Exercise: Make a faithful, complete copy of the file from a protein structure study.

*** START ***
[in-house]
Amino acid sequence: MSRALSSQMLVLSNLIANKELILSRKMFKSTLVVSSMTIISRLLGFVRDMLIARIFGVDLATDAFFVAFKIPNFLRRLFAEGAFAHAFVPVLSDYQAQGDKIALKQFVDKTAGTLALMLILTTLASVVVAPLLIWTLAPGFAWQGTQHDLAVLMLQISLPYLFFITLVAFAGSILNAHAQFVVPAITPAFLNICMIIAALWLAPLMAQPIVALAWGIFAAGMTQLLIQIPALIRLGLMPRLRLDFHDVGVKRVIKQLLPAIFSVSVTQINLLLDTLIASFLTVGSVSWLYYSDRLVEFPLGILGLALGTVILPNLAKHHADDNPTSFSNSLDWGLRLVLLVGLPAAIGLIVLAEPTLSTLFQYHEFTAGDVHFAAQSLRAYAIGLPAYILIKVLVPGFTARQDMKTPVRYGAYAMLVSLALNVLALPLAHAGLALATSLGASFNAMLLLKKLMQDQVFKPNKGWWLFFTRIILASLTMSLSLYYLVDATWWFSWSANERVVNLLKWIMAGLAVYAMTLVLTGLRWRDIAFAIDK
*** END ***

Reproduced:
[in-house]
Amino acid sequence: MSRALSSQMLVLSNLIANKELILSRKMFKSTLVVSSMTIISRLLGFVRDMLIARIFGVDLATDAFFVAFKIPNFLRRLFAEGAFAHAFVPVLSDYQAQGDKIALKQFVDKTAGTLALMLILTTLASVVVAPLLIWTLAPGFAWQGTQHDLAVLMLQISLPYLFFITLVAFAGSILNAHAQFVVPAITPAFLNICMIIAALWLAPLMAQPIVALAWGIFAAGMTQLLIQIPALIRLGLMPRLRLDFHDVGVKRVIKQLLPAIFSVSVTQINLLLDTLIASFLTVGSVSWLYYSDRLVEFPLGILGLALGTVILPNLAKHHADDNPTSFSNSLDWGLRLVLLVGLPAAIGLIVLAEPTLSTLFQYHEFTAGDVHFAAQSLRAYAIGLPAYILIKVLVPGFTARQDMKTPVRYGAYAMLVSLALNVLALPLAHAGLALATSLGASFNAMLLLKKLMQDQVFKPNKGWWLFFTRIILASLTMSLSLYYLVDATWWFSWSANERVVNLLKWIMAGLAVYAMTLVLTGLRWRDIAFAIDK